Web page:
Zooplankton migration patterns in the Polar night

Zooplankton migration patterns in the Polar night

Top image: PhD candidate Julie Cornelius Grenvald filters water samples in the “darkness” onboard KV Svalbard. Photo: Håkon Kjøllmoen/Norwegian Coast Guard.

Why do zooplankton migrate up and down the water column during Arctic dark season when there is apparently constant darkness? PhD candidate Julie Cornelius Grenvald has examined the Diel Vertical Migration (DVM) of zooplankton during the polar night and reveals several and complex migration patterns. Grenvald will defend her thesis on 9 May at the University of Tromsø.

5 May 2017
Press release from the University Centre in Svalbard (UNIS) and University of Tromsø

Recent Arctic studies contradict the long-held paradigm of winter quiescence and document activity levels in the marine food web even during the darkest months of winter. A phenomenon that has attained considerable attention is patterns of Diel Vertical Migration (DVM) of zooplankton during the polar night. Why do organisms migrate in a seemingly constant dark environment?

Krill dominant species behind migratory patterns
Julie Cornelius Grenvald’s PhD thesis is aimed at examining the general patterns on DVM during the polar night in Svalbard waters, with a main aim of identifying which species are in fact migrating and why they conduct these energetically costly migrations. The results show that polar night DVM is a complex phenomenon, and involves several migration patterns.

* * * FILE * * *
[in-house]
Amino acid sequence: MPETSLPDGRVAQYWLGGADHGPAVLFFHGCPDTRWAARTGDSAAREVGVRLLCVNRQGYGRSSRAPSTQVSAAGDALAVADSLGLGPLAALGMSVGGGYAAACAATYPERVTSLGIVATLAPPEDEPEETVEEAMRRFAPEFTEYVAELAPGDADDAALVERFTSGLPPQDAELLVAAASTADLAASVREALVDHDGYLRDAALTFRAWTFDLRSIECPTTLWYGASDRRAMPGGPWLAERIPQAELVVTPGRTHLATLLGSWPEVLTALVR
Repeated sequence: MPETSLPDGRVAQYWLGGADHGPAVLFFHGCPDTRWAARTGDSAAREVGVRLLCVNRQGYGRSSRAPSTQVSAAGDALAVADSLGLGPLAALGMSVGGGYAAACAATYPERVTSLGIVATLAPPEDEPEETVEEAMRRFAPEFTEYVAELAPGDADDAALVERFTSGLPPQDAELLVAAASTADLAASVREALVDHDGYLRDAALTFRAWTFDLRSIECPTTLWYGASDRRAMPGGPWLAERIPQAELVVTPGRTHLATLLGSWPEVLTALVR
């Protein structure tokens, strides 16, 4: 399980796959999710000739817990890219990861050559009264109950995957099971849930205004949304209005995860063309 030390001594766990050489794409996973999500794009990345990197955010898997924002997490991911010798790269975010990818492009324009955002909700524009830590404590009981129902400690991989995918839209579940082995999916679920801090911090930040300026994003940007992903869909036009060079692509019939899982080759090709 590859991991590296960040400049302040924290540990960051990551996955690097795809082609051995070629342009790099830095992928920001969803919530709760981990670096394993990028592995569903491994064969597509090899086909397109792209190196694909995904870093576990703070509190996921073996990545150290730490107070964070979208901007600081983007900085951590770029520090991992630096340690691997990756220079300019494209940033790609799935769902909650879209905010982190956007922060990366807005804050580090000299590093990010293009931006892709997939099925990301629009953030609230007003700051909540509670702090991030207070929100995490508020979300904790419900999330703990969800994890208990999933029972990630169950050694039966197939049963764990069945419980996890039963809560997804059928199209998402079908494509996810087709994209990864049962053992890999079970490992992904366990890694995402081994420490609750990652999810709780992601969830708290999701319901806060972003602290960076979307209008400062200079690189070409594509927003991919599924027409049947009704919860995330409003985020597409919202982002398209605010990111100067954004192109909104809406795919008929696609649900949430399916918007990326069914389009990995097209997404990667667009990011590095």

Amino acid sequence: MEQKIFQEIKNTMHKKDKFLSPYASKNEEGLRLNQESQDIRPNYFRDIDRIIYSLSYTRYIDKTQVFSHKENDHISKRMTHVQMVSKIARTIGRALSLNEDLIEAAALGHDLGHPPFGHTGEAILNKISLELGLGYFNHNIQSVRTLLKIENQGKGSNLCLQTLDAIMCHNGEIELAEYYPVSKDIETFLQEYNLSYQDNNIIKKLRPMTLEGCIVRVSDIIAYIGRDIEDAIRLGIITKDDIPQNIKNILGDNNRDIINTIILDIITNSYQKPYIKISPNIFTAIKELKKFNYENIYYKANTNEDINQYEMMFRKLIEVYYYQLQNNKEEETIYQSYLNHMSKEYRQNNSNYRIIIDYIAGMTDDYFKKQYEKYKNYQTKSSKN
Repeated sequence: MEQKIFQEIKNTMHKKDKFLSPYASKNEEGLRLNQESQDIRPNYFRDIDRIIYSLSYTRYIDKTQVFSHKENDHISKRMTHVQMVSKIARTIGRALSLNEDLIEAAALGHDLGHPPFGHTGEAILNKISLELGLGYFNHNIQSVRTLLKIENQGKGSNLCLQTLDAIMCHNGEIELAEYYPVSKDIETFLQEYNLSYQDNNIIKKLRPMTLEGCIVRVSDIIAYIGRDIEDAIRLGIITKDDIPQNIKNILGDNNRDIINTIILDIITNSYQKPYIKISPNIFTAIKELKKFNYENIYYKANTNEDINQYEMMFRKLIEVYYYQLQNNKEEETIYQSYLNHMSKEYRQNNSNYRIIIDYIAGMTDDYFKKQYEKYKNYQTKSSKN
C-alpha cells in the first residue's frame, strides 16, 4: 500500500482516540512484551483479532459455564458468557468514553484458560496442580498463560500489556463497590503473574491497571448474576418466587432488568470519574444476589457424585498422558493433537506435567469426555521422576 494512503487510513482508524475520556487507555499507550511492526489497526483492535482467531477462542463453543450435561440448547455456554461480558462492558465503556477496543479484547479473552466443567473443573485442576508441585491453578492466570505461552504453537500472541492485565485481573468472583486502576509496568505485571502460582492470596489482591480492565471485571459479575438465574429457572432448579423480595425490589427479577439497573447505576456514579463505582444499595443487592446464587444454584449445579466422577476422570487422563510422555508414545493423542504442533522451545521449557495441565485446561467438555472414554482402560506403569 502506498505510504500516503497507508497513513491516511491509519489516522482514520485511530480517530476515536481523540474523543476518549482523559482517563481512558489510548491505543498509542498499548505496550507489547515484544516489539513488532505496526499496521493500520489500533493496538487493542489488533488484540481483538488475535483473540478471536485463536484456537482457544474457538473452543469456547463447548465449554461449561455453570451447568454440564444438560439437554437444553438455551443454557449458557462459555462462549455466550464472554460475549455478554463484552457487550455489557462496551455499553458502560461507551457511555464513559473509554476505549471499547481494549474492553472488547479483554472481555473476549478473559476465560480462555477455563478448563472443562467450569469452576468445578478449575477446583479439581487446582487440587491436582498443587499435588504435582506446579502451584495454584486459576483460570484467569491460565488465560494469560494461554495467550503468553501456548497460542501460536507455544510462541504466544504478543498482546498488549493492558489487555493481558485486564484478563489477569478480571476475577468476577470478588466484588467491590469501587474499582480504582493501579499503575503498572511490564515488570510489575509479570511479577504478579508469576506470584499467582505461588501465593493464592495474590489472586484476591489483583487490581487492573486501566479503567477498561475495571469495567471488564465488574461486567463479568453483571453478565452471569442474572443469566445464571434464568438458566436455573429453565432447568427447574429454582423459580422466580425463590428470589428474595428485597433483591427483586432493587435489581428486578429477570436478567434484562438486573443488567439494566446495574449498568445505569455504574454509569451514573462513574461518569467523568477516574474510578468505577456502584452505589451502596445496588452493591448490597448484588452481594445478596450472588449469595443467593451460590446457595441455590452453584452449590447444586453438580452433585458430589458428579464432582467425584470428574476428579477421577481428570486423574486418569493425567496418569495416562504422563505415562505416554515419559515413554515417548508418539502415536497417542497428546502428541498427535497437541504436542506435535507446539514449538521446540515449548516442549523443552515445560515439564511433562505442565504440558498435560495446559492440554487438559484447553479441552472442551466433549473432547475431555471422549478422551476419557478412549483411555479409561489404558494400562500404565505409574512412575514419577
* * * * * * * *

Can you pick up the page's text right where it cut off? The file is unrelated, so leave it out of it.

Zooplankton net sampling, in parallel with acoustics, revealed that krill were dominant species behind migratory patterns. Molecular and electrophysiological experiments showed that ambient light levels rather than endogenous genetic control governed winter migration patterns.

Julie Cornelius Grenvald

Julie Cornelius Grenvald.

Julie Cornelius Grenvald will defend her PhD thesis entitled “Understanding winter patterns of zooplankton diel vertical migration (DVM) in a high Arctic fjord (Kongsfjorden, Svalbard)” at the University of Tromsø on Tuesday at 12:15.

She will give a public trial lecture, entitled: “Shedding light on Arctic zooplankton behavior” the same day at 10:15.

Both lectures take place in Store auditorium (E-101), NFH building.

Supervisors have been Professor Jørgen Berge from UiT/UNIS (main supervisor), and co-supervisors have been associate professor Tove Gabrielsen (UNIS), senior scientist Paul Renaud (Akvaplan-niva/UNIS) and Dr. Finlo Cottier (Scottish Association for Marine Science).



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